Jasmine Sinclair Wilson on becoming Horace Imhotep's artwork.
Horace Imhotep, Ancestral Clay, 2018. Acrylic on canvas, 122 x 183 cm. Courtesy of ZuCot Gallery. Private collection
By Jasmine Sinclair Wilson 18. October 2019
During November 2018, I participated in C&’s annual Critical Writing Workshop. Engaging in discussion with my peers and workshop leader Taylor Aldridge, I learned of critical perspectives central to the African Diaspora and became oriented towards using language unique to my voice as a Black writer. Most notably, I explored the idea of being inside an artwork while writing about it, immersing myself in the artist’s process and entering a piece of art, ultimately to capture its essence through my feelings and thoughts. As my contribution for this special print issue, I am attempting to do just that: To make an artwork personal to me, to become it, and live inside of it through my words. Thank you to all of my fellow workshop participants, Taylor, and C& Editors-in-Chief Julia Grosse and Yvette Mutumba for making this possible.
I am lost in shades of blood orange. Hardening underneath my fingertips is a soil so vibrant and free that I can barely hear the children running and laughing behind me. I lean into the playground hill, and my knees absorb the ground. My friends are footsteps away. Our thick wood chips penetrate the Earth, and we watch the clay change colors: sun-kissed orange to deep red. The hole we dig into the ground becomes narrow and reveals the depths of Mother Earth’s red Georgia clay. Immediately following one of our most exciting discoveries, my second-grade class is directed inside to our classroom. Our teacher instructs us to clean our hands before entering. I try to avoid washing the clay from my hands, but I follow her orders and watch as the red stream of water pours down the sink drain. This childhood memory serves as my personal connection to the rich Georgia clay that artist Horace Imhotep highlights in his painting currently hanging at ZuCot Gallery in Atlanta. The exhibition is titled 400 and it is ZuCot’s take on the years passed since Africans were forced into slavery in Jamestown, Virginia, during 1619. When I read Imhotep’s artist statement for Ancestral Clay, I was surprised to see a piece of art so deeply rooted in Georgia’s DNA: “Faces with nonphysical bodies speak to the spiritual presence. There are loud voices that scream from the once blood drenched soil. There are many scientific explanations for the color of the Georgia rich clay, well this is mine.” Allowing the alluring quality of Imhotep’s red color palette and memory-evoking imagery to draw me in, I felt comforted by the painting’s connection to my childhood home, Atlanta. The painting welcomed me with outstretched arms, covered my fingers with the soil I adored as a little girl, and made me listen to its message. As I entered into Imhotep’s conception of ancestral memory, I began viewing it with a new gaze; I became the artwork. I received its guidance, inspirations, and insights. I let the floating faces in the painting uplift and ground me, and I contemplated Imhotep’s response to the scientific approaches for understanding what makes Georgia clay so red.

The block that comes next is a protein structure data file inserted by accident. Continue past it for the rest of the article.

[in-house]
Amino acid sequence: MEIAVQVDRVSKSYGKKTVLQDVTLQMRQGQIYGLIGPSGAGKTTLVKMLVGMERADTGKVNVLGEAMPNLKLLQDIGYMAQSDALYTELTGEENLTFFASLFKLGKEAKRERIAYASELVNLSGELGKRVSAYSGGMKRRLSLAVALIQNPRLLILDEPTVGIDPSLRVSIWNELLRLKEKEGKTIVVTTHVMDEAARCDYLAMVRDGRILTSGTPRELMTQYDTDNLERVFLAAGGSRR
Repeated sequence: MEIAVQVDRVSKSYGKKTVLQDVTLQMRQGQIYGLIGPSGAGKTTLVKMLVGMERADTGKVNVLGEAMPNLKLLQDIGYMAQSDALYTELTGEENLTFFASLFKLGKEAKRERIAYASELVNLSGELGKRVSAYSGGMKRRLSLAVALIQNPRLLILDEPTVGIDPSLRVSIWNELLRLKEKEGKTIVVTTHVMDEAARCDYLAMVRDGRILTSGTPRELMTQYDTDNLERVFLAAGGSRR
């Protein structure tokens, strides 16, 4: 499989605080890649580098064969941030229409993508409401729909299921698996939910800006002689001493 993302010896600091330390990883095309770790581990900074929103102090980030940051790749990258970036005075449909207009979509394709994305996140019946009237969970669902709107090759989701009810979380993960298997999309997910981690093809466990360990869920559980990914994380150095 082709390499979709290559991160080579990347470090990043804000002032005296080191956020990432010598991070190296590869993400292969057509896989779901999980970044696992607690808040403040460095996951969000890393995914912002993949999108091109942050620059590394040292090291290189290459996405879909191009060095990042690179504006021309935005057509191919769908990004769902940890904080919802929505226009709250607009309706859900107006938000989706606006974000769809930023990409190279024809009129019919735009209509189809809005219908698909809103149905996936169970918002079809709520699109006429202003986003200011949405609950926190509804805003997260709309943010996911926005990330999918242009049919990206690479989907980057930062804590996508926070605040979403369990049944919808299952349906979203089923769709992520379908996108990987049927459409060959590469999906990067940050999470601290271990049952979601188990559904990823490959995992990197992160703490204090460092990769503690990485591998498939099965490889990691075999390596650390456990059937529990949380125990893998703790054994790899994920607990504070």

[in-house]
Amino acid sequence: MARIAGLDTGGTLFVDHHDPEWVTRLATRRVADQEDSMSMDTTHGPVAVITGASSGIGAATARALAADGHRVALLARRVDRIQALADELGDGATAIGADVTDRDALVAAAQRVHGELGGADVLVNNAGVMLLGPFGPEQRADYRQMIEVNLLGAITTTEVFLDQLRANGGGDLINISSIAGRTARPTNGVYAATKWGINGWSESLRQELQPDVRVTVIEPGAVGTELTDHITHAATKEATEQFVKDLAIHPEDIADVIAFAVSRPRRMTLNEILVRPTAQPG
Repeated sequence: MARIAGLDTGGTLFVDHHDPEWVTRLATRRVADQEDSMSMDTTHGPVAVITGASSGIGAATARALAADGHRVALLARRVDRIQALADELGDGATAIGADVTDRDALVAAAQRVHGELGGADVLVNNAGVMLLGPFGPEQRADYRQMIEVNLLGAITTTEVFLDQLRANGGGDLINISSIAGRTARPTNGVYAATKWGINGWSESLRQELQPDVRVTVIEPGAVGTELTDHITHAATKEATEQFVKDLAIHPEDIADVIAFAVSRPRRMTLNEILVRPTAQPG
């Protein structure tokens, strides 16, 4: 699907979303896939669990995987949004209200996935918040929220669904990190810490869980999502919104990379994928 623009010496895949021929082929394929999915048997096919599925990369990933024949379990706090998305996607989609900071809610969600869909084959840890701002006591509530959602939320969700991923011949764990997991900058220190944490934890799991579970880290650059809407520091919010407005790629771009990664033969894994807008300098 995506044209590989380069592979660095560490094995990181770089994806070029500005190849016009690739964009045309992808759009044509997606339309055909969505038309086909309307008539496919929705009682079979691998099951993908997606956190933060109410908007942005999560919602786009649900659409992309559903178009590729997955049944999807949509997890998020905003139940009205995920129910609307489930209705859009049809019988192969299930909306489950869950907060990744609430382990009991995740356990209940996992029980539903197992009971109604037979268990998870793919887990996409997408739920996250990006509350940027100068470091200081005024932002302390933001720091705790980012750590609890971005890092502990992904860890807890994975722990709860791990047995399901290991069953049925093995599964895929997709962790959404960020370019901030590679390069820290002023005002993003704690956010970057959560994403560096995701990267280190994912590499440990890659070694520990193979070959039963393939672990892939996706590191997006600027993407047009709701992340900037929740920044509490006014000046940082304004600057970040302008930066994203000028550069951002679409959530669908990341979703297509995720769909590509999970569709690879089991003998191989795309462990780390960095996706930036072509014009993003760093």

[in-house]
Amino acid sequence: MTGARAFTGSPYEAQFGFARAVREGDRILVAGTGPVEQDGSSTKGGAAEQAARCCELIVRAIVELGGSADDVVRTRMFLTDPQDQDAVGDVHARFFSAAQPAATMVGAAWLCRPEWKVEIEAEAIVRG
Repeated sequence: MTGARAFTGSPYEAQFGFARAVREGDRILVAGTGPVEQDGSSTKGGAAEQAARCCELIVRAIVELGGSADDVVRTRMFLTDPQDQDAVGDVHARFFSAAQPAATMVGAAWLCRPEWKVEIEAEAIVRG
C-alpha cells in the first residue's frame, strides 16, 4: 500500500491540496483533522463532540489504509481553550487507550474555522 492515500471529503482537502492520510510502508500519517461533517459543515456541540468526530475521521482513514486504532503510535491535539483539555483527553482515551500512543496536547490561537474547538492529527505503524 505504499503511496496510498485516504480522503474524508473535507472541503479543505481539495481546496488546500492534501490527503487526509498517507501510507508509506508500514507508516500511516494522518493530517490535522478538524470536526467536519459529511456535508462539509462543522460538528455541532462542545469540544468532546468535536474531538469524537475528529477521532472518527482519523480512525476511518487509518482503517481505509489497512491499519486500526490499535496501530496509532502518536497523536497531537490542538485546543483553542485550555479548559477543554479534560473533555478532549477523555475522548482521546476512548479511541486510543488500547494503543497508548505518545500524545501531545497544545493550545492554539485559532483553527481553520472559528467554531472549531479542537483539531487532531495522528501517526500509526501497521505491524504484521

Through visualizing the blood and spirit of his ancestors, Imhotep answers the question. He paints light red faces to represent the continuation of African spiritual life after physical death. The faces float among each other, morphing into one being, and one painting to experience. Imhotep recognizes the South’s grounding in slavery by emphasizing Georgia’s unique relationship to red clay. He centers the state within the 400-year framework of the exhibition and epitomizes a visual interpretation of African ancestral memory. At its best, Ancestral Clay merges the past, present, and future as one construct, while capturing the enduring legacy of African people in America — their resisting spirit, earthly presence, and infinite life force. Whether there is an emphasis on the previous 400 years or a focus on the present, the painting has a transcending quality that allows it to live in its own time. As an artist and thinker, Imhotep demonstrates his ability to think broadly, and imaginatively, in terms of Black history. He honors its painful and traumatic past while breathing life into its presence by sharing his interpretation of life as it relates to spirituality. Insightful, thought-provoking, and visually infectious — Imhotep’s Ancestral Clay keeps the African ancestral spirit alive and gives new meaning to Georgia’s memory-bearing red clay.
Jasmine Sinclair Wilson is a writer based in New York.
This article was initially published in the second C& Special Edition #Detroit. Read the full magazin here.